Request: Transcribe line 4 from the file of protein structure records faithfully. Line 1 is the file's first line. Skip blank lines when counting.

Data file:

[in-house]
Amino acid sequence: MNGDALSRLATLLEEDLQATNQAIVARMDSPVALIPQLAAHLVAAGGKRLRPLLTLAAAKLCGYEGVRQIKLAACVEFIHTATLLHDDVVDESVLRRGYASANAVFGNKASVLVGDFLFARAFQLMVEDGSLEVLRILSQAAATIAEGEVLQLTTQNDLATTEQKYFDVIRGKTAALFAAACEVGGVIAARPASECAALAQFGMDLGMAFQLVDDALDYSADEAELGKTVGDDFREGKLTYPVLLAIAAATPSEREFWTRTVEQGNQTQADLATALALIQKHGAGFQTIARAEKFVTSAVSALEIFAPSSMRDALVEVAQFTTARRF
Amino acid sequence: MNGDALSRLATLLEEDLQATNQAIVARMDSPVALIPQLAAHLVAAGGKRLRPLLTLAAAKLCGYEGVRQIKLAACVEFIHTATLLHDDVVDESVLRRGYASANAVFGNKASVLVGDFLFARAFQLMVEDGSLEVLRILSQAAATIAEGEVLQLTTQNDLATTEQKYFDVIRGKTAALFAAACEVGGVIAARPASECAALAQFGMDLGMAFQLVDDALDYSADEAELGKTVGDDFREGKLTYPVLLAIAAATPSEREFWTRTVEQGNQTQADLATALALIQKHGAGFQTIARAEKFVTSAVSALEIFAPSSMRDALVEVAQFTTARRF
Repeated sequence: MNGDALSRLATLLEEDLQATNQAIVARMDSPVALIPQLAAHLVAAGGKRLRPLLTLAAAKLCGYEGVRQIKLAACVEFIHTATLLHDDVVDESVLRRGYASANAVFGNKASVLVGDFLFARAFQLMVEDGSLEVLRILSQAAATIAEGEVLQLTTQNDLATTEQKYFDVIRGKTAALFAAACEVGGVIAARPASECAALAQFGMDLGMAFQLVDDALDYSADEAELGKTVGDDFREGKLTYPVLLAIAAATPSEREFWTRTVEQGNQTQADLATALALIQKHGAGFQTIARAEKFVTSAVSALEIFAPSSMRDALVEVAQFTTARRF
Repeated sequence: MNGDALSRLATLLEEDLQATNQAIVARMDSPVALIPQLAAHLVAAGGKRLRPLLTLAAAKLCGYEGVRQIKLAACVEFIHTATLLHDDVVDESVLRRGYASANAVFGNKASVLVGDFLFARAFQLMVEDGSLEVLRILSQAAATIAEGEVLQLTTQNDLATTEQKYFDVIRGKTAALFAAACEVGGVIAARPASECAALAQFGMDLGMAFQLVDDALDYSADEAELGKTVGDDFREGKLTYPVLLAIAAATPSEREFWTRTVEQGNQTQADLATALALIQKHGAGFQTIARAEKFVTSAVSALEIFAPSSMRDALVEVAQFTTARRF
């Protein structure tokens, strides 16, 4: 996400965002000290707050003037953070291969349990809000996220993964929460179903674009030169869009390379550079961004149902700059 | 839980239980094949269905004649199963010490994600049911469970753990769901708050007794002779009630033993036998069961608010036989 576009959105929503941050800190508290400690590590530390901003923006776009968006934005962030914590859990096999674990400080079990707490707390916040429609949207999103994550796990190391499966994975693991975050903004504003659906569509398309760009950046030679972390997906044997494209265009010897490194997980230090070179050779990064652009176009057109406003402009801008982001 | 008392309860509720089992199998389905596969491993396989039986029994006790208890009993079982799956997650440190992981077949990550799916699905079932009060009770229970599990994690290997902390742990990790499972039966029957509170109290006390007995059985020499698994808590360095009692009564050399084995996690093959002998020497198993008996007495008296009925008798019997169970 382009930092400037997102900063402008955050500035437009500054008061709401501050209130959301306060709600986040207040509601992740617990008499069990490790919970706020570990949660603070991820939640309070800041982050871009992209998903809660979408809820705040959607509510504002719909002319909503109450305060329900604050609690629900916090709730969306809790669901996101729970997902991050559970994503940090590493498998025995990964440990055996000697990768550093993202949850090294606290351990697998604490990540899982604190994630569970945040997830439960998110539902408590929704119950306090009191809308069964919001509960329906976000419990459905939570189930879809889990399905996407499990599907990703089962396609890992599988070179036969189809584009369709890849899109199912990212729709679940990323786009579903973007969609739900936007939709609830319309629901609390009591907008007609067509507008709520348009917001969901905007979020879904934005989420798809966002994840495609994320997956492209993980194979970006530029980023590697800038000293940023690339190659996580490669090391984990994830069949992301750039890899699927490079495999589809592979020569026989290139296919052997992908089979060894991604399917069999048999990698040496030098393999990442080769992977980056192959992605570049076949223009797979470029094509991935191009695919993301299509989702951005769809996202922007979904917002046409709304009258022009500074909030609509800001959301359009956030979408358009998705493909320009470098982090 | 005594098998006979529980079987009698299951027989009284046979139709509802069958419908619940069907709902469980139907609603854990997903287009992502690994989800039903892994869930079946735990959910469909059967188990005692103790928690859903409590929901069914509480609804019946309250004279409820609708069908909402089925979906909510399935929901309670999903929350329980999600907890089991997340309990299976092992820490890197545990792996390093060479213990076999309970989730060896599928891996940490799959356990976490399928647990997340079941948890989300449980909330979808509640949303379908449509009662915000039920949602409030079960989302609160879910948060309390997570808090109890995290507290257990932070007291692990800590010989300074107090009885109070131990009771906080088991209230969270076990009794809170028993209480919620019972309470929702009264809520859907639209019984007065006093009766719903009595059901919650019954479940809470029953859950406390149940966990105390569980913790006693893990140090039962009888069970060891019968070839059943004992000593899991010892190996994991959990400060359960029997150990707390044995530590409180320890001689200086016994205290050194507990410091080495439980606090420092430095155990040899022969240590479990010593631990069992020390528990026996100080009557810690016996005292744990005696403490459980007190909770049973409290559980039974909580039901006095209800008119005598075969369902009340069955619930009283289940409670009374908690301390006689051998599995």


Repeated sequence: MNGDALSRLATLLEEDLQATNQAIVARMDSPVALIPQLAAHLVAAGGKRLRPLLTLAAAKLCGYEGVRQIKLAACVEFIHTATLLHDDVVDESVLRRGYASANAVFGNKASVLVGDFLFARAFQLMVEDGSLEVLRILSQAAATIAEGEVLQLTTQNDLATTEQKYFDVIRGKTAALFAAACEVGGVIAARPASECAALAQFGMDLGMAFQLVDDALDYSADEAELGKTVGDDFREGKLTYPVLLAIAAATPSEREFWTRTVEQGNQTQADLATALALIQKHGAGFQTIARAEKFVTSAVSALEIFAPSSMRDALVEVAQFTTARRF